Experts recommend that beneficiaries not serve as witnesses to wills, but some states allow them to do so in the absence of an alternative witness, according to Nolo. Beneficiaries to a will should not serve as witnesses because the legal system wants to prevent beneficiaries from coercing willmakers into favoring them.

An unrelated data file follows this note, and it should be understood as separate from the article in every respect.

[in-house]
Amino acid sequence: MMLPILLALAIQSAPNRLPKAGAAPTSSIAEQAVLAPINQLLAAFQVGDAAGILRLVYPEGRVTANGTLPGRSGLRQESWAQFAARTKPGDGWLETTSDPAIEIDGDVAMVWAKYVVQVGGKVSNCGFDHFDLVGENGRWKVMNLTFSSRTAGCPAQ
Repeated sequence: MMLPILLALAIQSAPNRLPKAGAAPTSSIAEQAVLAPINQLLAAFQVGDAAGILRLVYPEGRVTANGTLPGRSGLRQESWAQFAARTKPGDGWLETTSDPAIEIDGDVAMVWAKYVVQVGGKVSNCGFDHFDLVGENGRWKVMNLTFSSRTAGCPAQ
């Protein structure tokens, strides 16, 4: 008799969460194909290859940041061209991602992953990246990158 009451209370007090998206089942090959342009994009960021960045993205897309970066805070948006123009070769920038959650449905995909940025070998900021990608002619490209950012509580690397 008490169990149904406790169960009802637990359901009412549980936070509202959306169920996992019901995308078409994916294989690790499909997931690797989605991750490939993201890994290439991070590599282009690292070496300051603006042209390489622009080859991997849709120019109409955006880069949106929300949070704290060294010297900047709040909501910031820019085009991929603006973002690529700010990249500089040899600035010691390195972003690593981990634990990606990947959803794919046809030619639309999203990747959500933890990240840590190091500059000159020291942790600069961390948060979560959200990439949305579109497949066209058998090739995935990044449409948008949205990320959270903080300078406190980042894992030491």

Most states require two or three witnesses to sign a will when it is created to make it legal. Witnesses must be sufficiently competent to testify in court if any part of the will is contested by another party, according to Lawyers.com. Additionally, the law requires witnesses to sign these legal documents in the presence of the person who created them.